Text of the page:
For many people, especially students, renting their first apartment can be exciting and challenging at the same time. In California, the legal age to enter into a contract – including a lease to rent an apartment – is 18 years old, however, there are exceptions for emancipated minors and individuals who are married or in the military.
How to Prepare for Renting an Apartment
Be sure you have a viable income and/or qualifying assets. Working at the same place for at least a year is a great way to establish your responsibility.
Here’s What You Should Have Ready:
- A valid form of identification
- Know your financials, including your credit score
- Proof of income or assets, bank statements, and/or three recent paystubs
- Vehicle registration and proof of insurance if you plan on securing parking
How to Find Your Credit Score
Many first-time renters don’t have an established credit history. A credit report is one of the things that most potential landlords or rental companies will review in order to determine whether or not you qualify to rent an apartment. You also may be asked if you have a checking account and savings account. If you don’t have a credit history, you may need to pay a higher security deposit and/or get a guarantor/co-signer.
According to the credit reporting agencies:
- Anything over 800 is excellent
- 740-799 is very good
- Between 580-669 is fair
- Anything below 579 is poor
Before apartment shopping, it’s a good idea to get your free Equifax and TransUnion credit score so you know where you stand. You should do this months prior to apartment shopping so that you have time to fix or dispute issues on your report, should you have them. If the score is less than what you’d like to see, be sure to meticulously go over the report… there may be incorrect data you can dispute.
How to Rent an Apartment as a Student
Most landlords and rental companies have income requirements – this can be pretty tricky to prove if you’re doing a full load at school. Student loans might be the only source of money you have access to, and if that’s the case, it’s important to know that there may be ways to qualify to rent an apartment with your student loan funds. Here are 3 ways you may be able to qualify to rent an apartment when you’re a student.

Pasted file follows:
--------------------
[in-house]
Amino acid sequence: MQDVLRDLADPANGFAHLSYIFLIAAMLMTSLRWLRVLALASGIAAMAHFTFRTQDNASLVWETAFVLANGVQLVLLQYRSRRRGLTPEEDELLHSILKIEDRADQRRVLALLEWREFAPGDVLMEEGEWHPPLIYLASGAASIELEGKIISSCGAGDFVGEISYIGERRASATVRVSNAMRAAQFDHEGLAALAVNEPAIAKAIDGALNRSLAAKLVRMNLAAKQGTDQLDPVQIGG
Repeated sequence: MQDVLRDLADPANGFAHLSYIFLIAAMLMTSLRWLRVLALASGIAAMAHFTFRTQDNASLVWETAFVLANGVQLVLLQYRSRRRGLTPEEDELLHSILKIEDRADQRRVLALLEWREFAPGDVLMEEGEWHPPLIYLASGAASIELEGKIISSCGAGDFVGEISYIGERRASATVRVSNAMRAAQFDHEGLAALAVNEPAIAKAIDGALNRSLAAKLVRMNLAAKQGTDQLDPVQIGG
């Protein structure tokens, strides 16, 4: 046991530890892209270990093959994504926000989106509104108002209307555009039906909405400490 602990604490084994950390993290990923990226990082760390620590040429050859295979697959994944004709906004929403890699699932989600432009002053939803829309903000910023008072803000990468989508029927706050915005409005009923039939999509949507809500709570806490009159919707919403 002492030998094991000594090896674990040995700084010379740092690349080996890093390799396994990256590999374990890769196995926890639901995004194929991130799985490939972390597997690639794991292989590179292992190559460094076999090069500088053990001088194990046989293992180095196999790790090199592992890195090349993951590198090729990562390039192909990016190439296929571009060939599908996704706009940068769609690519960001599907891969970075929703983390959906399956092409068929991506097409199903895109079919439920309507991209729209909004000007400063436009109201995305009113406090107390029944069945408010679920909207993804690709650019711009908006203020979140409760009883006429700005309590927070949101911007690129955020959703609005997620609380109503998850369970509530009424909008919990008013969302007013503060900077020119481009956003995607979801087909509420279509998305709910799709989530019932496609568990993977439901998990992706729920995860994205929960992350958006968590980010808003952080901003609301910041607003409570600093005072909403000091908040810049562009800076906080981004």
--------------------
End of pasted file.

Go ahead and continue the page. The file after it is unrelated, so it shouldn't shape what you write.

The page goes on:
- Have a co-signer on the lease
- Pay a larger deposit
- Find a roommate
Realistic financial planning tops the to-do list for a first-time renter. Make sure you’ve saved enough for move-in costs, rental insurance expenses, deposits, pet fees, and setting up your utilities. Also, consider your future goals and whether you expect your current income to continue. Don’t let your moving expenses get so high you can’t afford your lifestyle.
Costs to Consider:
- Monthly rent
- Monthly utilities: cable, gas, water, electric, internet
- Renter’s insurance
- Monthly food/grocery expenditures
- Car and/or travel costs & insurance, if applicable
- School tuition/costs, if applicable
- Pet rent, if applicable
If you’re living alone and the expenses seem too high, consider the cost of an additional room and having a roommate.
Have Questions About Renting an Apartment? Ask Questions!
Here are a few questions new renters may not know to ask. Be sure there are no surprises come move-in day after you’ve signed your lease!
- What utilities and amenities are included?
- Will rent increase over time?
- Is renters insurance required?
- What are the terms of the lease?
- What parking is available for tenants?
- What is the maintenance policy?
- What are the pet and guest policies?
What to Know When Signing a Lease
Be sure you read and understand your lease before you sign it. A lease generally includes the deposit amount, the monthly rent, the term of the lease, and any rules or regulations for the property. If this is your first lease, consider discussing the lease terms with a knowledgeable adviser or lawyer, and be sure to ask the landlord or property manager all your questions before you sign.
Please note: This blog post is not legal advice, and should not be treated as such. The opinions expressed here are meant purely for an educational discussion and as general information only.